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Old 06-28-2005, 07:54 AM   #1
skids
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Default dehumidifier water

Is the water you get from a dehumidifier distilled? I was thinking it would be suitable then for radiator usage. I have read the various posts about antifreeze, and using distilled water. Living in the country, I have well water, which goes through two filters, then the water softener, so I imagine If I would use my tap water for the rad, which could be either softened or not, could create some of the scenarios JohnZ explained about. But if I flush every two years, it probably wouldn't matter. Any thoughts?
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Old 06-28-2005, 08:30 AM   #2
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I'd bet dehumidifier water would contain oxides of aluminum and dirt from the air.
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Old 06-28-2005, 12:23 PM   #3
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I agree. Commercial distilled water only costs a buck a gallon. That's what I use to mix 50/50 with Zerex G-05 antifreeze.

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Old 06-28-2005, 06:23 PM   #4
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Well ya convinced me! Now the wife gets the water for her plants, about three gals. a day.
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Old 06-28-2005, 10:03 PM   #5
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Quote:
Originally Posted by skids
Is the water you get from a dehumidifier distilled? I was thinking it would be suitable then for radiator usage. I have read the various posts about antifreeze, and using distilled water. Living in the country, I have well water, which goes through two filters, then the water softener, so I imagine If I would use my tap water for the rad, which could be either softened or not, could create some of the scenarios JohnZ explained about. But if I flush every two years, it probably wouldn't matter. Any thoughts?
I always heard the same thing that the water taken in a dehumidifier is distilled but I can't prove it. I hope someone knows for sure on this forum. I have thrown alot of it away and it would be good to keep some around in a couple of empty gallon containers especially for your battery or to mix with certain antifreeze like you mentioned previously for those antifreezes that call for it. I also have well water in my house.
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Old 06-28-2005, 10:29 PM   #6
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Distilled water is water that has been boiled and then recondensed (that is, the water vapor is turned back into liquid water on a cold surface).

I know the dehumidifier does not boil the water and in my dehumidifier there is a residue leading me to believe that the water is not pure.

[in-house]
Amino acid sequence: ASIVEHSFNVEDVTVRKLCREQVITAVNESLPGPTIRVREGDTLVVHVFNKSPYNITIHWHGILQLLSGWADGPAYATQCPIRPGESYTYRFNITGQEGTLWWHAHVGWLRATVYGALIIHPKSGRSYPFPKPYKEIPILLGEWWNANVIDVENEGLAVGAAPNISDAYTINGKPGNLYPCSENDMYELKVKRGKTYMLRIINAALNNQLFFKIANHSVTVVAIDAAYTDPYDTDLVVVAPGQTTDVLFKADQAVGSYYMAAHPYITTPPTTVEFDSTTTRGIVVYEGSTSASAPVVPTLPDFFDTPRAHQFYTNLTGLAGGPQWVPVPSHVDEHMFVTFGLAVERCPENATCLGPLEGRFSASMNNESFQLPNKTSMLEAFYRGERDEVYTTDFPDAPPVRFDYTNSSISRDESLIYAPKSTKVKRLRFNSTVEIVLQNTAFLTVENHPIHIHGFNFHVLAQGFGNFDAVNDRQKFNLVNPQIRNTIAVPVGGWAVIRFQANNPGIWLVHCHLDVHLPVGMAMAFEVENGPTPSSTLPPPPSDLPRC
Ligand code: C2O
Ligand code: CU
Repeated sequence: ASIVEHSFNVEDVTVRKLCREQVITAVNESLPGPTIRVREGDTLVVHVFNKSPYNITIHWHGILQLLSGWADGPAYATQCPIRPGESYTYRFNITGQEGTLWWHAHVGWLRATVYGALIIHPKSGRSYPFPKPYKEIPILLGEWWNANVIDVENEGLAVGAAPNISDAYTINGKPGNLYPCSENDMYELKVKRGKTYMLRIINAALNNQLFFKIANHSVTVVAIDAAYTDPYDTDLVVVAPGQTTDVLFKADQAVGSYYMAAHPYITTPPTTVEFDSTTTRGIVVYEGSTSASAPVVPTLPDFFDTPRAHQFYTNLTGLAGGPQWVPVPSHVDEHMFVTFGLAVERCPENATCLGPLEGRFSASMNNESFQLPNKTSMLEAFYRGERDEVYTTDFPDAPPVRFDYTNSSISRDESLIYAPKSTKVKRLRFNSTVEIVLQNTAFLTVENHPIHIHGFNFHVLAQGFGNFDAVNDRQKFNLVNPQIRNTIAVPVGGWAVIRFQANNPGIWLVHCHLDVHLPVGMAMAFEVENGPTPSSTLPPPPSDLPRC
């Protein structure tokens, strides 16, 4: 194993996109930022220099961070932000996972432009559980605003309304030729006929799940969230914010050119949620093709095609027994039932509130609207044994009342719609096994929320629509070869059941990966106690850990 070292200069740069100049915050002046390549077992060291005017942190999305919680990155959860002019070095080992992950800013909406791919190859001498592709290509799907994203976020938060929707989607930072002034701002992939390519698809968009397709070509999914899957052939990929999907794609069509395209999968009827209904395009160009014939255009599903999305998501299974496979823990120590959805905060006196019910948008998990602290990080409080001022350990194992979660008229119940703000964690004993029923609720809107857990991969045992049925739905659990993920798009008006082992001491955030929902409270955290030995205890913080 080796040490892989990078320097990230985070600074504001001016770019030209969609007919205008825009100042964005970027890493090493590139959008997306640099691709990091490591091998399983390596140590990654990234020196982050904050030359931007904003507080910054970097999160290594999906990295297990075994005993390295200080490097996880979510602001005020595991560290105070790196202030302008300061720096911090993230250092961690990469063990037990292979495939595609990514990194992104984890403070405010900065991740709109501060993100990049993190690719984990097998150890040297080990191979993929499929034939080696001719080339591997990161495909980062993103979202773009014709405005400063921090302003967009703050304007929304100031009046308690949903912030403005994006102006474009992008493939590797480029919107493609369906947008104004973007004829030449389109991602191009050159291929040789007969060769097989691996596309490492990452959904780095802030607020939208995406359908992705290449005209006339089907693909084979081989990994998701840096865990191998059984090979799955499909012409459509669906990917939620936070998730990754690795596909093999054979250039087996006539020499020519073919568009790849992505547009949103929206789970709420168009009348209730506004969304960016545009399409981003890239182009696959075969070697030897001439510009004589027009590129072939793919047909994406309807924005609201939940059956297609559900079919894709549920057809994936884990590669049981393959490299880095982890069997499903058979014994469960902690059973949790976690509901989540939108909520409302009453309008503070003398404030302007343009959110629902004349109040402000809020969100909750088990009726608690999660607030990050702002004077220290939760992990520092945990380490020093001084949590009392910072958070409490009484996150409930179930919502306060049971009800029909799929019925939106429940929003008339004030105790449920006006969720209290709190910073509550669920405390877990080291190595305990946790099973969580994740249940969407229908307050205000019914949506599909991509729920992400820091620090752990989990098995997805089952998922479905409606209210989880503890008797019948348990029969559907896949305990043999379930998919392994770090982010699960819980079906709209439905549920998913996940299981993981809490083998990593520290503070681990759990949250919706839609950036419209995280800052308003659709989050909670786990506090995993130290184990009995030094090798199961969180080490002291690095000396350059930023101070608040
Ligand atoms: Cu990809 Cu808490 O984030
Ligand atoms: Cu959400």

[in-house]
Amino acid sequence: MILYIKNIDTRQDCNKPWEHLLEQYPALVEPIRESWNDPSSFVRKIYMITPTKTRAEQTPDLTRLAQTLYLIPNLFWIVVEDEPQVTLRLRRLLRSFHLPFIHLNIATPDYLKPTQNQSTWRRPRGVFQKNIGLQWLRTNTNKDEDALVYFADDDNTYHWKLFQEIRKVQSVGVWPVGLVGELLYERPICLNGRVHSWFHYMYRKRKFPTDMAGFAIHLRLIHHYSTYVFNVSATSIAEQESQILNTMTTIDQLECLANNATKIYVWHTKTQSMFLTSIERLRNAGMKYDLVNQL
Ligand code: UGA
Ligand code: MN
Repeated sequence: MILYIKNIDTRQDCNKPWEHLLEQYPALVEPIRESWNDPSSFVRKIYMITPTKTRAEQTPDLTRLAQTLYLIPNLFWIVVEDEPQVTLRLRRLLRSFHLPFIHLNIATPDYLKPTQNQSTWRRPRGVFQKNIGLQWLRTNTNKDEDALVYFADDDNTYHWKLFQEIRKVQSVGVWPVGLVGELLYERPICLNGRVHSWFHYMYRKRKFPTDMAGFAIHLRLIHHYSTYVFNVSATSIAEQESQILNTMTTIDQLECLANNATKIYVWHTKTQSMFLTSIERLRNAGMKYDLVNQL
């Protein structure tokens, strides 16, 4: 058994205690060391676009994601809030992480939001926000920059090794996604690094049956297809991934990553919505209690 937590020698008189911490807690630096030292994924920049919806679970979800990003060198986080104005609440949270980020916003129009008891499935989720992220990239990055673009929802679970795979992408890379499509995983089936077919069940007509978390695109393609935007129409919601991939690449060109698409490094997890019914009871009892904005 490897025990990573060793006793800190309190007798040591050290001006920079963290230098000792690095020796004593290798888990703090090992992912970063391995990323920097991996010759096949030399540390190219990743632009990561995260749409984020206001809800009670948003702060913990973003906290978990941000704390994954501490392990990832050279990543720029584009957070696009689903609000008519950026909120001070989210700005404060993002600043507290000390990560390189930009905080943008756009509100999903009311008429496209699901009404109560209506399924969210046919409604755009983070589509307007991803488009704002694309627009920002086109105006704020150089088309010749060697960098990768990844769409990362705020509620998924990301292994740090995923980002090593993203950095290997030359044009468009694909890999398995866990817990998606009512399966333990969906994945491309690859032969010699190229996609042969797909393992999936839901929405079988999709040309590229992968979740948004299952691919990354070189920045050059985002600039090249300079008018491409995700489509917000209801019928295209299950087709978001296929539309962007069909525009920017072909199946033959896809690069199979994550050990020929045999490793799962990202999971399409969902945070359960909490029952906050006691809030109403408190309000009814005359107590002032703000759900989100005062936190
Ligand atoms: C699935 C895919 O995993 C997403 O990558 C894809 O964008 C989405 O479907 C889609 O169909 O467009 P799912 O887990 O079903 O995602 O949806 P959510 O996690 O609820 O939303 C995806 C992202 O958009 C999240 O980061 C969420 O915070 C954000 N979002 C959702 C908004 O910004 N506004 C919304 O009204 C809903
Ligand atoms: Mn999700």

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Old 06-28-2005, 10:47 PM   #7
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Most commercial "distilled water" is not actually boiled and condensed, but we still call it "distilled". It's demineralized using chemical processes and is commercially "pure" and free of mineral ions - equivalent to what distillation accomplishes.

Dehumidifier water may have dust from the air (silica) or may leach aluminum from the evaporator. Unless you have a way to test, you don't know the extent to which it is "contaminated".

Commercial distilled water is produced in an industrial process with suitable quality control and testing.

Consider that a proper replacement aluminum radiator costs about 700 bucks - and some guys are thinking what a great deal it is to save two bucks on a coolant change! Instead of changing your oil filter next time, just empty it out and reinstall it.

I find it hard to believe that this is a topic of discussion.

Duke

Last edited by SWCDuke; 06-28-2005 at 10:50 PM.
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Old 06-29-2005, 04:26 AM   #8
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Did a search on the net because this thread on distilled water got me thinking because this question about distilled water by a Corvette Forum member was a question that was always in the back of my mind everytime I emptied the water from my dehumidifier. Here are two articles I found on the net.

Is the water that a dehumidifier produces distilled water?
-- Terri T., 08/27/2002


--------------------------------------------------------------------------------

The Editor replies:
Distilled water is created by boiling water, which releases steam. This steam is then condensed, forming liquid water that is collected in a clean container. This process not only produces pure water since any minerals or other substances in the water are left behind, but also the heat sterilizes the water so that live fungal and bacterial pathogens are not present in the distilled water.

A dehumidifier works by simply condensing water from the air (from the water vapor that is present in household air) and collecting it. Since this does not involve boiling the water, the water is not sterilized. In fact, older dehumidifiers, which may not have been cleaned out, can feature many fungal spores in the equipment and in the water that is collected (since fungal spores are naturally found in damp air anyway).